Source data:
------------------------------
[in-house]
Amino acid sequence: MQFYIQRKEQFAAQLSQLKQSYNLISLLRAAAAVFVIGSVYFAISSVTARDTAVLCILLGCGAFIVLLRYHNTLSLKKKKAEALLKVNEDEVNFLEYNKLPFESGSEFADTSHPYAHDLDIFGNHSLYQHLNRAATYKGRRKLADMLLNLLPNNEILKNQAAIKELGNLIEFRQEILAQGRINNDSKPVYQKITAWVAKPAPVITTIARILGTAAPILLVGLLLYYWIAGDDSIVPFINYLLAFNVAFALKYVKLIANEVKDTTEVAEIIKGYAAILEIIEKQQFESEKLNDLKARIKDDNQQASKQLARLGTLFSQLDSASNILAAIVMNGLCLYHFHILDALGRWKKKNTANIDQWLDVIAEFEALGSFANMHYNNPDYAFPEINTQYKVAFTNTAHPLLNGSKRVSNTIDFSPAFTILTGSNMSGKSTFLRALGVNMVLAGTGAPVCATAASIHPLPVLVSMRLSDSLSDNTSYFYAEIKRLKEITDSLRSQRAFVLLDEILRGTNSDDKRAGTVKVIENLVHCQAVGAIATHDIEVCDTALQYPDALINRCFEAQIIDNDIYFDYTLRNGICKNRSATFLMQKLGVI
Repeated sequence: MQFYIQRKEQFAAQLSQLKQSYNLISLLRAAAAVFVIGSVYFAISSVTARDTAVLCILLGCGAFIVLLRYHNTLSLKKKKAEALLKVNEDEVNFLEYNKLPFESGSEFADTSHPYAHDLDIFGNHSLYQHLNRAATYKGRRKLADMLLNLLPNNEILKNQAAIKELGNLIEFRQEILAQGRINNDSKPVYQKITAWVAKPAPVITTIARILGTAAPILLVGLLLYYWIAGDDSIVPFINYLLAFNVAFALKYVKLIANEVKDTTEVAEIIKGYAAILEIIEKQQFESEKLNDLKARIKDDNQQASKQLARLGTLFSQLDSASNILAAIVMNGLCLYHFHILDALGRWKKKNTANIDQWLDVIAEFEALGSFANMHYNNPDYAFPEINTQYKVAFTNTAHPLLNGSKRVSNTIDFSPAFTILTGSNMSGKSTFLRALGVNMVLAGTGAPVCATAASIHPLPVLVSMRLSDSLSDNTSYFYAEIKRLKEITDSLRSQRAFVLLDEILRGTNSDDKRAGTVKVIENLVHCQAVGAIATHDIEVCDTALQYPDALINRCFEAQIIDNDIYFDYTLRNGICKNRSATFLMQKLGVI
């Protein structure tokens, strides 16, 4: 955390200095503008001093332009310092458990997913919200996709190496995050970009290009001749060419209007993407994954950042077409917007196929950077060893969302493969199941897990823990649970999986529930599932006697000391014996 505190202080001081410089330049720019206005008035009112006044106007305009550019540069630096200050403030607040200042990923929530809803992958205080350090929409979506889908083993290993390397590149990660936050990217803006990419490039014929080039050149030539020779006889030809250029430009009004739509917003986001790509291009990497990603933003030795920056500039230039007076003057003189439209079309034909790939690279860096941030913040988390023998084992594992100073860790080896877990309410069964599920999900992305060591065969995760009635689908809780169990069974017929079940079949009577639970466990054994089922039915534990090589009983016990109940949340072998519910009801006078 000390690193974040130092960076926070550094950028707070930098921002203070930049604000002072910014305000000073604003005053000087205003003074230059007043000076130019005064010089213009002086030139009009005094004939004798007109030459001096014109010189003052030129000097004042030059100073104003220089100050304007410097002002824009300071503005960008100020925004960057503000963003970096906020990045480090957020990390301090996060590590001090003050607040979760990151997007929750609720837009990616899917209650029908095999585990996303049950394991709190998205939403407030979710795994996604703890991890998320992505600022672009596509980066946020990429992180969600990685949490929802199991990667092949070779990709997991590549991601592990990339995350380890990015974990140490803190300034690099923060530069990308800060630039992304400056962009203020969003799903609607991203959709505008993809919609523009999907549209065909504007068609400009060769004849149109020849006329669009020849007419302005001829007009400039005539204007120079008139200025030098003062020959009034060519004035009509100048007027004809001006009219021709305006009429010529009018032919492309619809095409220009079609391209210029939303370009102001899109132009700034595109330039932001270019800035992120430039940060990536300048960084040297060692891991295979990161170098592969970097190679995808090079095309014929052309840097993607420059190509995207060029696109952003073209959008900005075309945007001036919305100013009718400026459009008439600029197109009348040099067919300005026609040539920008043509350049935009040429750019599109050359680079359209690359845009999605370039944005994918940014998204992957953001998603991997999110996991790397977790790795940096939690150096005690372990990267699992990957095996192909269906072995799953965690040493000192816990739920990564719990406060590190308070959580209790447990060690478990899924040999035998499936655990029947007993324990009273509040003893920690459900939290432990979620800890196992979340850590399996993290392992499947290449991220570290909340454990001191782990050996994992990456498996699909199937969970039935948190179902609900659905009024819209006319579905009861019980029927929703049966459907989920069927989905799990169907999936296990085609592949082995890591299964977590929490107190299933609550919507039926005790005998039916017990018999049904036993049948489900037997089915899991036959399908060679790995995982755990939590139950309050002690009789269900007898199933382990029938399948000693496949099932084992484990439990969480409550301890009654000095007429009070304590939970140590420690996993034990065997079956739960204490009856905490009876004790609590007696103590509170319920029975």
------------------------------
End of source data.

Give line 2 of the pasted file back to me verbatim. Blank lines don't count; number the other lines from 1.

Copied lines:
Amino acid sequence: MQFYIQRKEQFAAQLSQLKQSYNLISLLRAAAAVFVIGSVYFAISSVTARDTAVLCILLGCGAFIVLLRYHNTLSLKKKKAEALLKVNEDEVNFLEYNKLPFESGSEFADTSHPYAHDLDIFGNHSLYQHLNRAATYKGRRKLADMLLNLLPNNEILKNQAAIKELGNLIEFRQEILAQGRINNDSKPVYQKITAWVAKPAPVITTIARILGTAAPILLVGLLLYYWIAGDDSIVPFINYLLAFNVAFALKYVKLIANEVKDTTEVAEIIKGYAAILEIIEKQQFESEKLNDLKARIKDDNQQASKQLARLGTLFSQLDSASNILAAIVMNGLCLYHFHILDALGRWKKKNTANIDQWLDVIAEFEALGSFANMHYNNPDYAFPEINTQYKVAFTNTAHPLLNGSKRVSNTIDFSPAFTILTGSNMSGKSTFLRALGVNMVLAGTGAPVCATAASIHPLPVLVSMRLSDSLSDNTSYFYAEIKRLKEITDSLRSQRAFVLLDEILRGTNSDDKRAGTVKVIENLVHCQAVGAIATHDIEVCDTALQYPDALINRCFEAQIIDNDIYFDYTLRNGICKNRSATFLMQKLGVI